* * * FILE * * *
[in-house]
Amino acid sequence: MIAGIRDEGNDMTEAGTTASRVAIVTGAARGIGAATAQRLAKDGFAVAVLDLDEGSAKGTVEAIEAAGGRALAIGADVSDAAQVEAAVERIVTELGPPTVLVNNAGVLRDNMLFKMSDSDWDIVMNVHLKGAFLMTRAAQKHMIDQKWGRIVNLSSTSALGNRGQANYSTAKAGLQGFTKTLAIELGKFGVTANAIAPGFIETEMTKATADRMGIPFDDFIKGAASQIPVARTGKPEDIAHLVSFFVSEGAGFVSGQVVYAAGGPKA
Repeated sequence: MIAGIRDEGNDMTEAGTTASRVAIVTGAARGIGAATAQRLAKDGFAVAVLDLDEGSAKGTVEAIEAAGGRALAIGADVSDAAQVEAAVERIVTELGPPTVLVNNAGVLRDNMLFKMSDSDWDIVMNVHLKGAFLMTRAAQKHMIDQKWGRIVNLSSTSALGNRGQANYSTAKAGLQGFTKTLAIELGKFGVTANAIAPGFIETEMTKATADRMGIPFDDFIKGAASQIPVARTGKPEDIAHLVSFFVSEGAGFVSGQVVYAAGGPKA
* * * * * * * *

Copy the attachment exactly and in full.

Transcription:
[in-house]
Amino acid sequence: MIAGIRDEGNDMTEAGTTASRVAIVTGAARGIGAATAQRLAKDGFAVAVLDLDEGSAKGTVEAIEAAGGRALAIGADVSDAAQVEAAVERIVTELGPPTVLVNNAGVLRDNMLFKMSDSDWDIVMNVHLKGAFLMTRAAQKHMIDQKWGRIVNLSSTSALGNRGQANYSTAKAGLQGFTKTLAIELGKFGVTANAIAPGFIETEMTKATADRMGIPFDDFIKGAASQIPVARTGKPEDIAHLVSFFVSEGAGFVSGQVVYAAGGPKA
Repeated sequence: MIAGIRDEGNDMTEAGTTASRVAIVTGAARGIGAATAQRLAKDGFAVAVLDLDEGSAKGTVEAIEAAGGRALAIGADVSDAAQVEAAVERIVTELGPPTVLVNNAGVLRDNMLFKMSDSDWDIVMNVHLKGAFLMTRAAQKHMIDQKWGRIVNLSSTSALGNRGQANYSTAKAGLQGFTKTLAIELGKFGVTANAIAPGFIETEMTKATADRMGIPFDDFIKGAASQIPVARTGKPEDIAHLVSFFVSEGAGFVSGQVVYAAGGPKA